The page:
So if the ssl mixer fader isn't at 0db unity and the Selig gain pre fader why looking at the Selig gain peak level indication since it's not the true post fader peak level ?

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selig
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14 Jun 2018

Voyager wrote:Ok i didn't work with Reason those last past months and didn't really had time to go in-depth with my last purchased rack extensions so bear with me for my ignorance..

From this topic i open reason to try something related to the peak levels measurements and notice something that confuse me and didn't realise until now...

When i place a Selig gain in the insert fx from what i understand the Selig gain is pre fader which means even if i move the ssl mixer fader the peak level indication on Selig gain doesn't change but does only if we change the level of the output instrument or the Selig fader.

So from my understanding again the only way to measure the peak level after the fader is to place a Selig gain in the Master section insert fx.
Now what confuse me is that in the video while you scrolling through the various Selig gain to show the different peaks levels some of the ssl mixer faders aren't at 0dB unity.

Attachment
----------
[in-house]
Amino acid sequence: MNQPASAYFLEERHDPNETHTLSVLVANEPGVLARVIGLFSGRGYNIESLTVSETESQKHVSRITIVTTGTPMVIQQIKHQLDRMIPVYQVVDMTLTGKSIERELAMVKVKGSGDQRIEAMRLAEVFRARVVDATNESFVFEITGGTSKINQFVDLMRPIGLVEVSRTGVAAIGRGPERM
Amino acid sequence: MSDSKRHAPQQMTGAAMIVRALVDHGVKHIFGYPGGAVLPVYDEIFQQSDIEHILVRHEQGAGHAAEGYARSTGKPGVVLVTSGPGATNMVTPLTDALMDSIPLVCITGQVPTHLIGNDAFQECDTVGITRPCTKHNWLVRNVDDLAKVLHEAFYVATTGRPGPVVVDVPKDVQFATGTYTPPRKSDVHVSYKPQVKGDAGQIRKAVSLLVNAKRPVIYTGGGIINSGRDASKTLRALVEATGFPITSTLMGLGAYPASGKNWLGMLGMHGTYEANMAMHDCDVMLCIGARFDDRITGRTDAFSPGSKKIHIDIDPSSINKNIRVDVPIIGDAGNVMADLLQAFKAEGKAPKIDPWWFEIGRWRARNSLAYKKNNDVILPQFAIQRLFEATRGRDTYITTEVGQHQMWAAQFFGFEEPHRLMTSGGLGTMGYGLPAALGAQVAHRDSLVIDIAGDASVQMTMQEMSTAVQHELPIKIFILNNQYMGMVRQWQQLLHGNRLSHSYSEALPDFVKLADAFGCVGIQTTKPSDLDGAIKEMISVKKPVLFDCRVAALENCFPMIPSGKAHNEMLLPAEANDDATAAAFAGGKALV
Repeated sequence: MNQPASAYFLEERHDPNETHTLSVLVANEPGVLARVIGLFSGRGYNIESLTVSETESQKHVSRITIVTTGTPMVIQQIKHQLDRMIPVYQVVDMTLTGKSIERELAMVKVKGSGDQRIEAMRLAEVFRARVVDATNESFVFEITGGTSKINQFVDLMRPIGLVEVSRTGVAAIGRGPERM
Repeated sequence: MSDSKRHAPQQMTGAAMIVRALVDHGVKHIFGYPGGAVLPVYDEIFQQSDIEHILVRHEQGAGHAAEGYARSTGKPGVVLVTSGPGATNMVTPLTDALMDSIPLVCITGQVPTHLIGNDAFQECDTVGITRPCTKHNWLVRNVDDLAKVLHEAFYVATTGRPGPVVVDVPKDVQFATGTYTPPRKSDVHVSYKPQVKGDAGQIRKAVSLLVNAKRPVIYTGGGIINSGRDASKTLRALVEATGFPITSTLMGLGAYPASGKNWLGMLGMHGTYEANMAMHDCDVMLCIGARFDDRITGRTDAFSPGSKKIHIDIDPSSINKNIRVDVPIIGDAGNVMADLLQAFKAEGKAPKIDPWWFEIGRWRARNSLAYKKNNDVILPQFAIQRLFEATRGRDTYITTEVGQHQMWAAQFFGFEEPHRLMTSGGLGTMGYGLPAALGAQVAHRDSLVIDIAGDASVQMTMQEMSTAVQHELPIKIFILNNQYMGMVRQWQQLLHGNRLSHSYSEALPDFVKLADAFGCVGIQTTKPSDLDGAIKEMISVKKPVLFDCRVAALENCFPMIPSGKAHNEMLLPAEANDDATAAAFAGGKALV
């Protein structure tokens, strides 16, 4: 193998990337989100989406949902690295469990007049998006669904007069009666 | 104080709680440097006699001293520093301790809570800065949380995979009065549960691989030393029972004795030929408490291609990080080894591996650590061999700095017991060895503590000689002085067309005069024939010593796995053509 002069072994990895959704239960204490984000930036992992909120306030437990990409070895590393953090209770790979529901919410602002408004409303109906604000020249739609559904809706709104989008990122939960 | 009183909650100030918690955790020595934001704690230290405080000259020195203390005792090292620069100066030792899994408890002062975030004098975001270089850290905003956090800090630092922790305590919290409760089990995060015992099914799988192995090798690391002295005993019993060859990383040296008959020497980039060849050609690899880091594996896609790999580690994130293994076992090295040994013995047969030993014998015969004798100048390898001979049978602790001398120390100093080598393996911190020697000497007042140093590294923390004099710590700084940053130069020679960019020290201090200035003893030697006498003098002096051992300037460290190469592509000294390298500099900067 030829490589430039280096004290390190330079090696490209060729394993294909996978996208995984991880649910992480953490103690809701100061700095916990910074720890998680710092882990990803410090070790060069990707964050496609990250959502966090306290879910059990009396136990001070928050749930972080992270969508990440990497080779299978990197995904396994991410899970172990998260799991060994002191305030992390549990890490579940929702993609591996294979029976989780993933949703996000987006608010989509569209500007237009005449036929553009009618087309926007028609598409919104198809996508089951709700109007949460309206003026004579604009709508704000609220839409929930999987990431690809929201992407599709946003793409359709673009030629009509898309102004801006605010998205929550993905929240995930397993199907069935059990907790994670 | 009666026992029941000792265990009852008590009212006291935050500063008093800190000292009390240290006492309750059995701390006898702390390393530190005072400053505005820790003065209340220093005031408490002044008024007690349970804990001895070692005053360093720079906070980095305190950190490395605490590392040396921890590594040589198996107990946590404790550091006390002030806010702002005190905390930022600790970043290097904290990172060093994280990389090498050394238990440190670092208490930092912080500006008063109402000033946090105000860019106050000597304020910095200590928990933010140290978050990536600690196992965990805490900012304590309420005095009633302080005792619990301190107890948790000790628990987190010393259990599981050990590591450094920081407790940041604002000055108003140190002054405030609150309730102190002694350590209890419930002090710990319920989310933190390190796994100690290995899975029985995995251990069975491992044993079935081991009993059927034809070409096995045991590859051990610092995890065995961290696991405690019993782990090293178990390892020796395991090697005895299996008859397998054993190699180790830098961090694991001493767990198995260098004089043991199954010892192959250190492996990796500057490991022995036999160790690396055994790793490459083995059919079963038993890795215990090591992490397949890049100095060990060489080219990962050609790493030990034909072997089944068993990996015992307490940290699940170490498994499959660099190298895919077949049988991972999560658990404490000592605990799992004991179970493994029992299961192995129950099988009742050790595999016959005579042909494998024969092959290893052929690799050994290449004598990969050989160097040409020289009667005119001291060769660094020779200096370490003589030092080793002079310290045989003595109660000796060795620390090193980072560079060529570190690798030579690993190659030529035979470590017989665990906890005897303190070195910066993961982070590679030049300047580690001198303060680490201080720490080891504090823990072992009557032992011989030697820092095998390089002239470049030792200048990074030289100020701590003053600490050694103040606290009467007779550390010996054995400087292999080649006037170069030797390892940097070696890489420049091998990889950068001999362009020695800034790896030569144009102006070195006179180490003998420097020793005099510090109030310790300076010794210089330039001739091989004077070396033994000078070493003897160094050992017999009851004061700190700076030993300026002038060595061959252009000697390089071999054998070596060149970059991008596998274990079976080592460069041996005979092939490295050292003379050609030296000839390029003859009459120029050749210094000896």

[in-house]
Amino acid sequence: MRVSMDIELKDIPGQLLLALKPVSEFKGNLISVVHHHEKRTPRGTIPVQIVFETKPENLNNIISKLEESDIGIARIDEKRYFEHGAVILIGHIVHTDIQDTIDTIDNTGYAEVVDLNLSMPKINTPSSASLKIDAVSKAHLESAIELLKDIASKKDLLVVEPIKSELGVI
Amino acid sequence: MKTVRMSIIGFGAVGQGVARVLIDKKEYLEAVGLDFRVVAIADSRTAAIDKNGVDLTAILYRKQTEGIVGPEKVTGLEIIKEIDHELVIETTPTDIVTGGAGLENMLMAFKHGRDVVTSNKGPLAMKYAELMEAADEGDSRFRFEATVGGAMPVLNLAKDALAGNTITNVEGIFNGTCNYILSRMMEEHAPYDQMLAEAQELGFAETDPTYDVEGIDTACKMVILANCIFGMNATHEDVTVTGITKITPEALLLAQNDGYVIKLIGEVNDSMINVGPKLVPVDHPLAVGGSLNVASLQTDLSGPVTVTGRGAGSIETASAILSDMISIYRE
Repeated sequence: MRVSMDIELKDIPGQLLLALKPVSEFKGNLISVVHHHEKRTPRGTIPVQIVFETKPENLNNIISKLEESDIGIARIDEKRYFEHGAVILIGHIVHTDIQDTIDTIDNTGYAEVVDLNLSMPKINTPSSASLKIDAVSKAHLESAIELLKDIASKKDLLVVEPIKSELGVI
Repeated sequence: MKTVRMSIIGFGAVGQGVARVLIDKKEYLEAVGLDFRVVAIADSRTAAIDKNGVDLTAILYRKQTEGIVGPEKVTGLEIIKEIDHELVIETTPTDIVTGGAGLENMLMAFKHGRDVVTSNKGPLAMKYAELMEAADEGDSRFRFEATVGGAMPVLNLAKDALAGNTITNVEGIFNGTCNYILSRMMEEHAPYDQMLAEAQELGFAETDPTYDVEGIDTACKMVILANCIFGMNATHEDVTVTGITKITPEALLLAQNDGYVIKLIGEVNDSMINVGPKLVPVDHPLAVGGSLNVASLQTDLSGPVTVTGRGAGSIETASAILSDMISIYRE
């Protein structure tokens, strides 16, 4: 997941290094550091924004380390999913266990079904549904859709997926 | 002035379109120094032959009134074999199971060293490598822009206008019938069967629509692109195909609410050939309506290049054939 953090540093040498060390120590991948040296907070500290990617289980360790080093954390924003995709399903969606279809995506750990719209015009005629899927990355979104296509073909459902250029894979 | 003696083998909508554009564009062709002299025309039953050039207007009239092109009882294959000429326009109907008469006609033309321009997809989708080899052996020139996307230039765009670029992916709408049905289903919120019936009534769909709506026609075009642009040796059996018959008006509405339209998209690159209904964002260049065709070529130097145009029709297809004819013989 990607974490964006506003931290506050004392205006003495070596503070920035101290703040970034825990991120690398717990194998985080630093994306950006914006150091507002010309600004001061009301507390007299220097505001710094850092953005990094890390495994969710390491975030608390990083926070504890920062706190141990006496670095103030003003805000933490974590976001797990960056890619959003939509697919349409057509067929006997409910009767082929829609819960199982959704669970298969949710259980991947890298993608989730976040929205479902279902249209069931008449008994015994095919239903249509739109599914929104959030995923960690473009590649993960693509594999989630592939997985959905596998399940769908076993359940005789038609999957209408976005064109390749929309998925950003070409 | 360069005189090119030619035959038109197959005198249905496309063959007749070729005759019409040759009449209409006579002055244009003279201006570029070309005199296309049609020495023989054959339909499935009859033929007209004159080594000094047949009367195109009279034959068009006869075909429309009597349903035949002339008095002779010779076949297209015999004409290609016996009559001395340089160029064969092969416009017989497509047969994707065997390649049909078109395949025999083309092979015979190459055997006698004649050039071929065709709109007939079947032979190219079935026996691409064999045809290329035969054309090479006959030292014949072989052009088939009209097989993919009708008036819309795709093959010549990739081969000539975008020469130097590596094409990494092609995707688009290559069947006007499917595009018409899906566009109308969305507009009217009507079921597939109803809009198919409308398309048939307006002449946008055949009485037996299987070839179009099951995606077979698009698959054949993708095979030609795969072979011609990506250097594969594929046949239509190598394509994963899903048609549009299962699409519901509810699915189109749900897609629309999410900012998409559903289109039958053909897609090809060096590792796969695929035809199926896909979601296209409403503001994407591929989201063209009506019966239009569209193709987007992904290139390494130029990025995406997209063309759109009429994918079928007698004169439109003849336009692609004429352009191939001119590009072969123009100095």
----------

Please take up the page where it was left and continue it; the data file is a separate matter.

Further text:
So if the ssl mixer fader isn't at 0db unity and the Selig gain pre fader why looking at the Selig gain peak level indication since it's not the true post fader peak level ?
For the way I work, post fader gain level has no useful meaning. Fader levels create my mix balance, they are where they are based on how I want to hear the mix. That’s all done by ear (mixing/balancing). If something is too loud, I turn it down - from there, if it works in the mix, then I don’t need to know the individual level that’s hitting the mix bus - the only thing important to me at that point is the SUM of the mix bus.

BUT, it’s easy to know the exact Post Fader peak level because I already know the Pre Fader peak level (-12dBFS). So if the fader is lowered by 6 dB (reading: -6dB) I know the post fader peak level is -18dBFS. Or like you said, you can solo the channel and read the master.